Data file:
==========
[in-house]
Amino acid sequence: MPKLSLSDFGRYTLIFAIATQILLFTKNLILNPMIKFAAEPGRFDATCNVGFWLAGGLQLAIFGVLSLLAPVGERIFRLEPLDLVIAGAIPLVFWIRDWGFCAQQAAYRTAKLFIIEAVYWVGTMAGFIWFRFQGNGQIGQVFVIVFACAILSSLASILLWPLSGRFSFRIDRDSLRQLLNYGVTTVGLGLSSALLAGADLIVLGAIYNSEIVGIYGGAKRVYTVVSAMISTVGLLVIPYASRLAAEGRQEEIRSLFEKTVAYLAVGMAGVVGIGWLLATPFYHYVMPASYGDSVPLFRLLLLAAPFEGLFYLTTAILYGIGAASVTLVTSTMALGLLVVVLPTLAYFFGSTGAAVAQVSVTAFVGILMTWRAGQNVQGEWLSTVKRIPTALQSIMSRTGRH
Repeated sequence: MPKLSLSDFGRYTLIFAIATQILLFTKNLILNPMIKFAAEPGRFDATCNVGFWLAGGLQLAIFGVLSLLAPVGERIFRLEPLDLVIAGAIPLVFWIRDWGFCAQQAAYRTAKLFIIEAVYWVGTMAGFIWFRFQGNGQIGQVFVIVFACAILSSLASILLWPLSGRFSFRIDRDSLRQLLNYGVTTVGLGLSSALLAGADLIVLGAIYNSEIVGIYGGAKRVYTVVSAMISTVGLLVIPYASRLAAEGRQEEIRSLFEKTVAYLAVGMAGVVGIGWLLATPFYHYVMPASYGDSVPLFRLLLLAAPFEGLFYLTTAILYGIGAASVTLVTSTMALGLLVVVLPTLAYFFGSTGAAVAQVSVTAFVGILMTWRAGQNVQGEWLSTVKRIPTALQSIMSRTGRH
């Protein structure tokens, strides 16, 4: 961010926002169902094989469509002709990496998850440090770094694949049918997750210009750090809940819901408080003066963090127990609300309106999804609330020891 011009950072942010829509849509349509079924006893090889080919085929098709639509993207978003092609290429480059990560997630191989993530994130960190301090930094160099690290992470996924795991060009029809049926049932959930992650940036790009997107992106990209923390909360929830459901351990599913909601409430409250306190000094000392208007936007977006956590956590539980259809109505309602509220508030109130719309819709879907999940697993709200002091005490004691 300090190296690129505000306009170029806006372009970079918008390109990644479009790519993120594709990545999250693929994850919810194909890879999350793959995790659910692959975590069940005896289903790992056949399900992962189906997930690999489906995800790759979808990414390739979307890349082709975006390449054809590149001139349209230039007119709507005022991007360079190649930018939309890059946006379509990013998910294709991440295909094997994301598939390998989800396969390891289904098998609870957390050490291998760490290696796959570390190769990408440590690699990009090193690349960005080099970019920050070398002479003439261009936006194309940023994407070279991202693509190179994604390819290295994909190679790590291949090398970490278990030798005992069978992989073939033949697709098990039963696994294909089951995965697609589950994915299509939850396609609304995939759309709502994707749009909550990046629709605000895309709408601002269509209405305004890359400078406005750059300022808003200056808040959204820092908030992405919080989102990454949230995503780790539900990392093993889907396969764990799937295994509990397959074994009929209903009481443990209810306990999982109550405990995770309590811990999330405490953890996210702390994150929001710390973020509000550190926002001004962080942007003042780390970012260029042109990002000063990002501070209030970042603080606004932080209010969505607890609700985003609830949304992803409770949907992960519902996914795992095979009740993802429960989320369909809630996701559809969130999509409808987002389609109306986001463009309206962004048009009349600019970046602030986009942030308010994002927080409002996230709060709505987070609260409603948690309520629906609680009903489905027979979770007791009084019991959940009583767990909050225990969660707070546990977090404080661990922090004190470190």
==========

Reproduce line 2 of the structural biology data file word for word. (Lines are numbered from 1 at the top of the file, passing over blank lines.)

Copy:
Amino acid sequence: MPKLSLSDFGRYTLIFAIATQILLFTKNLILNPMIKFAAEPGRFDATCNVGFWLAGGLQLAIFGVLSLLAPVGERIFRLEPLDLVIAGAIPLVFWIRDWGFCAQQAAYRTAKLFIIEAVYWVGTMAGFIWFRFQGNGQIGQVFVIVFACAILSSLASILLWPLSGRFSFRIDRDSLRQLLNYGVTTVGLGLSSALLAGADLIVLGAIYNSEIVGIYGGAKRVYTVVSAMISTVGLLVIPYASRLAAEGRQEEIRSLFEKTVAYLAVGMAGVVGIGWLLATPFYHYVMPASYGDSVPLFRLLLLAAPFEGLFYLTTAILYGIGAASVTLVTSTMALGLLVVVLPTLAYFFGSTGAAVAQVSVTAFVGILMTWRAGQNVQGEWLSTVKRIPTALQSIMSRTGRH